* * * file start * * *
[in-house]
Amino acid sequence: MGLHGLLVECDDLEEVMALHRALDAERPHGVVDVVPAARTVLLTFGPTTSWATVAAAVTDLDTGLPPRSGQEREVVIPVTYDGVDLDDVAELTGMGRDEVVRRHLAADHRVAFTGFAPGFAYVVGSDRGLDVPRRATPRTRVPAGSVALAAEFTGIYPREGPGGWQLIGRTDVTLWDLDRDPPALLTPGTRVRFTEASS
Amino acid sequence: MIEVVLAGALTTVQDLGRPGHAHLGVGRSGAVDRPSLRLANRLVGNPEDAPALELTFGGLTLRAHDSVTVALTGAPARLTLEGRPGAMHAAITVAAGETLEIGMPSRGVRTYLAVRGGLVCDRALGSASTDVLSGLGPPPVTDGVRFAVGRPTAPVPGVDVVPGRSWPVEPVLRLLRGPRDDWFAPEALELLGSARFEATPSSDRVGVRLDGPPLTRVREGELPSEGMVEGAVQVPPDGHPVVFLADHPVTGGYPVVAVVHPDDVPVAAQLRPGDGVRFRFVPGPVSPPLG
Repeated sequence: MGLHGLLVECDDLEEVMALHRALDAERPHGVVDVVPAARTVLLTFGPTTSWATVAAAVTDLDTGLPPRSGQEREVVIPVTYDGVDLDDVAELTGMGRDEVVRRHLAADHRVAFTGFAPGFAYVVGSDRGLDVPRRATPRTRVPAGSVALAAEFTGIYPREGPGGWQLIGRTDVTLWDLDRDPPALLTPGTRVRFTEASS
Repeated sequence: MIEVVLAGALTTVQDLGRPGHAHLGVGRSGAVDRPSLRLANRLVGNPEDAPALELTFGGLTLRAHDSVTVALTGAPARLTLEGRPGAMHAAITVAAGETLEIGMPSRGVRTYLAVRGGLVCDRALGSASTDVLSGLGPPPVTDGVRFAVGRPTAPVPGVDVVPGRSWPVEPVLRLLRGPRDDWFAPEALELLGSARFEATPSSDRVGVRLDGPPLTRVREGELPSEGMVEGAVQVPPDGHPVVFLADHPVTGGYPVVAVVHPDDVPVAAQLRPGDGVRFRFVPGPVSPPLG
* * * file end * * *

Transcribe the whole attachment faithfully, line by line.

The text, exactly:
[in-house]
Amino acid sequence: MGLHGLLVECDDLEEVMALHRALDAERPHGVVDVVPAARTVLLTFGPTTSWATVAAAVTDLDTGLPPRSGQEREVVIPVTYDGVDLDDVAELTGMGRDEVVRRHLAADHRVAFTGFAPGFAYVVGSDRGLDVPRRATPRTRVPAGSVALAAEFTGIYPREGPGGWQLIGRTDVTLWDLDRDPPALLTPGTRVRFTEASS
Amino acid sequence: MIEVVLAGALTTVQDLGRPGHAHLGVGRSGAVDRPSLRLANRLVGNPEDAPALELTFGGLTLRAHDSVTVALTGAPARLTLEGRPGAMHAAITVAAGETLEIGMPSRGVRTYLAVRGGLVCDRALGSASTDVLSGLGPPPVTDGVRFAVGRPTAPVPGVDVVPGRSWPVEPVLRLLRGPRDDWFAPEALELLGSARFEATPSSDRVGVRLDGPPLTRVREGELPSEGMVEGAVQVPPDGHPVVFLADHPVTGGYPVVAVVHPDDVPVAAQLRPGDGVRFRFVPGPVSPPLG
Repeated sequence: MGLHGLLVECDDLEEVMALHRALDAERPHGVVDVVPAARTVLLTFGPTTSWATVAAAVTDLDTGLPPRSGQEREVVIPVTYDGVDLDDVAELTGMGRDEVVRRHLAADHRVAFTGFAPGFAYVVGSDRGLDVPRRATPRTRVPAGSVALAAEFTGIYPREGPGGWQLIGRTDVTLWDLDRDPPALLTPGTRVRFTEASS
Repeated sequence: MIEVVLAGALTTVQDLGRPGHAHLGVGRSGAVDRPSLRLANRLVGNPEDAPALELTFGGLTLRAHDSVTVALTGAPARLTLEGRPGAMHAAITVAAGETLEIGMPSRGVRTYLAVRGGLVCDRALGSASTDVLSGLGPPPVTDGVRFAVGRPTAPVPGVDVVPGRSWPVEPVLRLLRGPRDDWFAPEALELLGSARFEATPSSDRVGVRLDGPPLTRVREGELPSEGMVEGAVQVPPDGHPVVFLADHPVTGGYPVVAVVHPDDVPVAAQLRPGDGVRFRFVPGPVSPPLG